Reverend Billy Talen recognizes that many environmental causes require halting behaviors that damage or deplete the environment.
The word ‘activism’ is frequently found in discussions of respected works of contemporary art. It applies to art works that instigate direct action to achieve an ecological, political or social end. In many ways the word ‘activism’ applies to Reverend Billy Talen who has not only spearheaded public protests, he ran as a candidate for mayor of New York City on the Green Party ticket in 2009, a political action he shares with Joseph Beuys.
However, ‘de-activism’, the suspension of an action in order to achieve an ecological, political or social end, may be an equally significant aspect of art. Reverend Billy Talen recognizes that many environmental causes require halting behaviors that damage or deplete the environment. He has sermonized to stop Victoria’s Secret from using paper that uses clear cut virgin boreal forest for their underwear catalogs; to stop JP Morgan Chase from surface mining that involves mountaintop removal; to stop the Walmart shoppers from supporting transnational chains instead of community enterprises; to stop rampant consumerism.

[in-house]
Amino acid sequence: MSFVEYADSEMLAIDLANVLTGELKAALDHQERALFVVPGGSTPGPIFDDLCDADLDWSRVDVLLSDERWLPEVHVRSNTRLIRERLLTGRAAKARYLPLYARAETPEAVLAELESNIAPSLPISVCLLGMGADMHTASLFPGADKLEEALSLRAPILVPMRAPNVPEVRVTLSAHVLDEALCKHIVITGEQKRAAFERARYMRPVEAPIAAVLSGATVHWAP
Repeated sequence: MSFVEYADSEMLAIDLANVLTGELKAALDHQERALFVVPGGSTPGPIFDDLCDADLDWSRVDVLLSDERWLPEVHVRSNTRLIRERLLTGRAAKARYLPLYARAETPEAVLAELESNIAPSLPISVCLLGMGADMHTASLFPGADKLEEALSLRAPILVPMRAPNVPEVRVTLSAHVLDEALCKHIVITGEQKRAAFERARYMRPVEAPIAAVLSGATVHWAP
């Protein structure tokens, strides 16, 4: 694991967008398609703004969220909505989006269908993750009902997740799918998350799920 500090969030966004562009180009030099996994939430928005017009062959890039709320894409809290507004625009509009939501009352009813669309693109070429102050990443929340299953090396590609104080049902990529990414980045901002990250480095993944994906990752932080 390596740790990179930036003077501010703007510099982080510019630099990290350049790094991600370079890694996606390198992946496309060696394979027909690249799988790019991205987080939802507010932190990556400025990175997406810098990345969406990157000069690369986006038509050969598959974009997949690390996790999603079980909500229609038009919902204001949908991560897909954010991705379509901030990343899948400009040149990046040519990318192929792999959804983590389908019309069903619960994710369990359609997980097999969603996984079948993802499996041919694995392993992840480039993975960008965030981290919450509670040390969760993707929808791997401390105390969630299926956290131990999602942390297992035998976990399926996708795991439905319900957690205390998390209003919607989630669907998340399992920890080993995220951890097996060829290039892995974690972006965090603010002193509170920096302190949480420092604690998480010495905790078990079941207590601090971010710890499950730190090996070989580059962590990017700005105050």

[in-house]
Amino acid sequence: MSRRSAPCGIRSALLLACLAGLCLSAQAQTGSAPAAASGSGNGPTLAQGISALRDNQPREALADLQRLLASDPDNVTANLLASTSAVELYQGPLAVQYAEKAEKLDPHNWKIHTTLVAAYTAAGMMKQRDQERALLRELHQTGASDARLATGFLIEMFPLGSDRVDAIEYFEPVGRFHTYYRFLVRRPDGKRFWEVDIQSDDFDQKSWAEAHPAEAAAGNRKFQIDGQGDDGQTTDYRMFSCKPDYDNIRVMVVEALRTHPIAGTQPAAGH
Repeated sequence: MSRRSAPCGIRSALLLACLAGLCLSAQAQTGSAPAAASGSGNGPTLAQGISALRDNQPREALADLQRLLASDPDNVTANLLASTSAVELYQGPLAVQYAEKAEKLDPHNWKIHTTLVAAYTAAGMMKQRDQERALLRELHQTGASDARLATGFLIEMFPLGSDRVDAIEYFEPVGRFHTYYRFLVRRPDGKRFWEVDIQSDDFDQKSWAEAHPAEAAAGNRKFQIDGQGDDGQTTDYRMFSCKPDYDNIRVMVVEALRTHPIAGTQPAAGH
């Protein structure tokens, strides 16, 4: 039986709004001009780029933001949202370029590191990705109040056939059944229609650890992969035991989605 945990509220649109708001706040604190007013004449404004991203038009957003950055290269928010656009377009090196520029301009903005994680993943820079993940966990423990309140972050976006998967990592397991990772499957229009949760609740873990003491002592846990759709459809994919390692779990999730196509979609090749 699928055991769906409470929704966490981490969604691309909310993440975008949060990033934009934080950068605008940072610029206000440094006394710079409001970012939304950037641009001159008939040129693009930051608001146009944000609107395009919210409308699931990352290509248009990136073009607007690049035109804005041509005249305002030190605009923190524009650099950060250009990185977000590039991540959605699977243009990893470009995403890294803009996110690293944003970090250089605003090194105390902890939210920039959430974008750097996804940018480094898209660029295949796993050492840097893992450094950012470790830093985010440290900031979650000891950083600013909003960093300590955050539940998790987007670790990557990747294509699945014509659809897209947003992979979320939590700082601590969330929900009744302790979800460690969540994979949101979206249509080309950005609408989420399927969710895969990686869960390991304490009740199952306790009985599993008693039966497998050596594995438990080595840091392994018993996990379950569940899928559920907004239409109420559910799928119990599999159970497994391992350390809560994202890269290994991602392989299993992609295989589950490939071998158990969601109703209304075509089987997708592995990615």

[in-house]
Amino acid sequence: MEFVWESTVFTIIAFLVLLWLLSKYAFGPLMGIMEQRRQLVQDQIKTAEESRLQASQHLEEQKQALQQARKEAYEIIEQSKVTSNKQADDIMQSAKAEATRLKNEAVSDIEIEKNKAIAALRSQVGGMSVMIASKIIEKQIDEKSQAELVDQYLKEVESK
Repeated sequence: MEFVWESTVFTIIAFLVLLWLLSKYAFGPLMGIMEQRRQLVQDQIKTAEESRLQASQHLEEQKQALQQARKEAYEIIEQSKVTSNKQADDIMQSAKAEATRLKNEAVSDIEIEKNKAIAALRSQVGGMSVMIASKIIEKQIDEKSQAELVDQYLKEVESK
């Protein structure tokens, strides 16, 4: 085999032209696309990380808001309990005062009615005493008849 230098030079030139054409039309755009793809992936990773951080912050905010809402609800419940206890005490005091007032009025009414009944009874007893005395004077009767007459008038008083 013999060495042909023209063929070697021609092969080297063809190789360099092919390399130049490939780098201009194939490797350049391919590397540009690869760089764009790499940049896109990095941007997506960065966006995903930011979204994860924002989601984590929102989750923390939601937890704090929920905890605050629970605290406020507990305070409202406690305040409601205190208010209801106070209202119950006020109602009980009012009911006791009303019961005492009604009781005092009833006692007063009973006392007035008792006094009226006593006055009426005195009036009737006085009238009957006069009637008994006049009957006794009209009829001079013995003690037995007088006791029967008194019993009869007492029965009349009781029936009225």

a. The following artists in this book have also created ‘de-activating art’ to halt, rather than initiate a behavior: Beehive Collective, Critical Art Ensemble, Bright Eke, HeHe, Michael Mandiberg, and Pedro Reyes. Compare Reverend Billy’s tactics to convince people to stop a common, acceptable behavior, with the tactic of any one of these artists.
b. The Old Testament story about the golden calf has inspired countless artists to create works designed to suspend behaviors. A few examples include Cosimo Rosselli, Nicolas Poussin, Emil Nolde, and Damien Hirst. Consider how many ways Reverend Billy’s direct preaching differs from the approach taken by any one of these artists.